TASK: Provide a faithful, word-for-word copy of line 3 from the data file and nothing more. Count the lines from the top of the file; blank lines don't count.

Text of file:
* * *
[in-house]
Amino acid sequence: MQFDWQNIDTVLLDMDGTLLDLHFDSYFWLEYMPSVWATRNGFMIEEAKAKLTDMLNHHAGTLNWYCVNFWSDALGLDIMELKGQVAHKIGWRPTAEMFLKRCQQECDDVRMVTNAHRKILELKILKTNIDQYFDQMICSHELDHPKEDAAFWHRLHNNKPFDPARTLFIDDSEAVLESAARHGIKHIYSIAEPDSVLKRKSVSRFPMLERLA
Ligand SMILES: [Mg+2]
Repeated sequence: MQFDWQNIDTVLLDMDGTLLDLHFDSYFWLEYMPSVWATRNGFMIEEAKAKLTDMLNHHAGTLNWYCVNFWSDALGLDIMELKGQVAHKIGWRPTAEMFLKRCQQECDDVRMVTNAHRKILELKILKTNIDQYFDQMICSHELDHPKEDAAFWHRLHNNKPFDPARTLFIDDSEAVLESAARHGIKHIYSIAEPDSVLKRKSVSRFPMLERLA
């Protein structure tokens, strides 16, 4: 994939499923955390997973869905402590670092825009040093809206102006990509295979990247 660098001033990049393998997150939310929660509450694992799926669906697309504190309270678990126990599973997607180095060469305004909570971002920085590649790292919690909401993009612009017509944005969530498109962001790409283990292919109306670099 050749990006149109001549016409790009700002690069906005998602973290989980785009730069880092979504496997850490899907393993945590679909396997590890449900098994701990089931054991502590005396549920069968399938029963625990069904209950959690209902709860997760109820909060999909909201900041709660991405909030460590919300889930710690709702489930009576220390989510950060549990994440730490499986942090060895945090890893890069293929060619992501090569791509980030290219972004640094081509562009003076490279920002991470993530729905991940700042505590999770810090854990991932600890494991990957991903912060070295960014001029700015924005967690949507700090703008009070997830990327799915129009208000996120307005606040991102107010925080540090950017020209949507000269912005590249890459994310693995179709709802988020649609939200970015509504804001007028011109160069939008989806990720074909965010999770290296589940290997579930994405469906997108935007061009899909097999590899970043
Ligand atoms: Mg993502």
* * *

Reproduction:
Ligand SMILES: [Mg+2]